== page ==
NRC - Levi van Veluw

Breathtakingly beautiful and desponding
'The Relativity of Matter' takes visitors on a hallucinatory, mental trip. Without a doubt the most spectacular exhibition of the year.
****

It was without a doubt the most spectacular exhibition of the year. In the mystical, all absorbing total installation The Relativity of Matter, which Levi van Veluw (1985) set up at Marres in Maastricht last fall, visitors were taken on a hallucinatory, mental trip that ran through ten different rooms. All one's senses were working overtime to (unsuccessfully) understand the disorganized, disarranged mass of seemingly distant or seemingly close-by things one could perceive in the dark. Van Veluw, who graduated in 2004 from the Academy of Arts in Arnhem and who became renowned for his highly aesthetic, meticulously executed videos, photos, drawings and installations, presents the sequel to Marres in gallery Ron Mandos in Amsterdam. The Monolith, which encompasses virtually all conceivable media that fan out from a large cube-shaped, black-stained walnut building that is obviously reminiscent of the Kaaba in Mecca. This building can be accessed as well. Once inside one is immersed in the mind of the artist/metallurgist.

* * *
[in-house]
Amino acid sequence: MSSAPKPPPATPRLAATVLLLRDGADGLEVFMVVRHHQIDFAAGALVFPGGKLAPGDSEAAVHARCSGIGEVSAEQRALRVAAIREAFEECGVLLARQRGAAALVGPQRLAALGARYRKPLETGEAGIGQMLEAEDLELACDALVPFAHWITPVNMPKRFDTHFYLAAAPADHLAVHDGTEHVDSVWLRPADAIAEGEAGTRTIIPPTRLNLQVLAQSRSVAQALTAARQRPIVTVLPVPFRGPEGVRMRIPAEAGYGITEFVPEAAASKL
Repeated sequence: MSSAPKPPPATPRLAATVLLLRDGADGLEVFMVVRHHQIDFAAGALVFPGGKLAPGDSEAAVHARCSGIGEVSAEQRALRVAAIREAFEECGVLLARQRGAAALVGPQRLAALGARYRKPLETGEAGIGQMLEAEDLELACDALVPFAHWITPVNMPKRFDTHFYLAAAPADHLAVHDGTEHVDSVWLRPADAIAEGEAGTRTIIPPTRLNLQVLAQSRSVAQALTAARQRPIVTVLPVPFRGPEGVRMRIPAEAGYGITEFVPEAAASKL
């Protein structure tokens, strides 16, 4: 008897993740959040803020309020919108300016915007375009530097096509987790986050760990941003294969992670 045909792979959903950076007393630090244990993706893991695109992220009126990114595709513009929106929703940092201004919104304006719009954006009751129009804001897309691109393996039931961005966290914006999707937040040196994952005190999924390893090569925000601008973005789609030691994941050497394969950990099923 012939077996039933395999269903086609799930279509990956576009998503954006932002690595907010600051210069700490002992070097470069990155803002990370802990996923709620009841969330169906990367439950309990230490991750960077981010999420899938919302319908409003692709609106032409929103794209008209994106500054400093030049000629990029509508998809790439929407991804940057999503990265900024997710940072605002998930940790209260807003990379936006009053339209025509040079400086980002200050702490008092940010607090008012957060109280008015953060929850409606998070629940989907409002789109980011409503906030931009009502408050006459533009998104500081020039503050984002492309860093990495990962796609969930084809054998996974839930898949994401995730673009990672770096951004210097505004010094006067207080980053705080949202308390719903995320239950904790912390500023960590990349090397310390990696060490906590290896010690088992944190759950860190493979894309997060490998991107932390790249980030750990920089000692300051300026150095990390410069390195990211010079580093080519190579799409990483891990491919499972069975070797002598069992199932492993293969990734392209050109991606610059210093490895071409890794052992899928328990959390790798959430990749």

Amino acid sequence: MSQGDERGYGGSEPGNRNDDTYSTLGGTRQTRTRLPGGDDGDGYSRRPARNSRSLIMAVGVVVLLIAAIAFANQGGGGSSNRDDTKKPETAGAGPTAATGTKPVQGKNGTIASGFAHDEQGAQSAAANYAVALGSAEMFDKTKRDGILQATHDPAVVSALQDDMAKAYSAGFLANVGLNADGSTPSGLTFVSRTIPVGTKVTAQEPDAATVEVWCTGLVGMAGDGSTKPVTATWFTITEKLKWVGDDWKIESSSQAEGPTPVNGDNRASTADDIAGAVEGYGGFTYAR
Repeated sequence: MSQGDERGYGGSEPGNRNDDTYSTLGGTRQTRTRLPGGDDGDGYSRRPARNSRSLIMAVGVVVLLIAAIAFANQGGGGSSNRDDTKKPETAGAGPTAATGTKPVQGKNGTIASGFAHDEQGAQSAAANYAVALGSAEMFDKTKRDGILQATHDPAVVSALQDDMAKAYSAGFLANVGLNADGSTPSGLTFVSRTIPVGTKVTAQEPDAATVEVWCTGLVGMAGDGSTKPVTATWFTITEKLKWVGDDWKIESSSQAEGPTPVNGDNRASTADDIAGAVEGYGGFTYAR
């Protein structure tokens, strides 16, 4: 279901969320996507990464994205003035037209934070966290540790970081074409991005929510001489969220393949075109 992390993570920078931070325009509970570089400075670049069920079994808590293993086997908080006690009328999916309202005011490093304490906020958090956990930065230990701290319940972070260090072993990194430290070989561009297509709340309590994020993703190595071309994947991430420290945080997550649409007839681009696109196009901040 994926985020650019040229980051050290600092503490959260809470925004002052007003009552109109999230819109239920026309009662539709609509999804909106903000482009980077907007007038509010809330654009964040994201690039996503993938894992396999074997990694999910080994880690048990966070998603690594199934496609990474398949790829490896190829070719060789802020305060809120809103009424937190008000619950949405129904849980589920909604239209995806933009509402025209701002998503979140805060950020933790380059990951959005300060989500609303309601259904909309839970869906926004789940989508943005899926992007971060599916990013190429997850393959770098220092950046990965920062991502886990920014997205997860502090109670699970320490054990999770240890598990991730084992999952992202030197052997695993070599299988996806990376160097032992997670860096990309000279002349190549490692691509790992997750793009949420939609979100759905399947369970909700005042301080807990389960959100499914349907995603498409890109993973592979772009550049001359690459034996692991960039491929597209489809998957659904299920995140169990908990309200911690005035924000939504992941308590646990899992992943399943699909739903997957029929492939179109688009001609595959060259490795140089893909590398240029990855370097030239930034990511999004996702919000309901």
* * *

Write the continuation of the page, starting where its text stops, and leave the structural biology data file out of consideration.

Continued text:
Claustrophobic magnitude
There, sitting in the dark, is not just one holy stone, but hundreds of pieces of jet black charcoal, some polished and shiny, others frayed or beaten to dust. There is a desk with a stool. The walls are lined from top to bottom with type case boxes, filled with pieces of coal.
Upon entering the gallery spaces from within this darkness, the visitor is confronted with Van Veluw's mental world which unfolds in its full, yet also claustrophobic magnitude. There are charcoal drawings of out-of-plumb architectural structures. There are ink-black desks with drawers full of coal and sometimes a wonderful surprise between the slits (kneeling required). There are black wall reliefs - grids reminiscent of the minimalist works of Jan Schoonhoven, that shimmer and tantalize in an oppressive manner. And there is a deep basin filled with immersed tables and chairs, illuminated in a very sophisticated manner.
The new work of Van Veluw is not cheerful. Nor is it exhilarating. It is breathtakingly beautiful and desponding. For the monolith and charcoal do not offer a way out.

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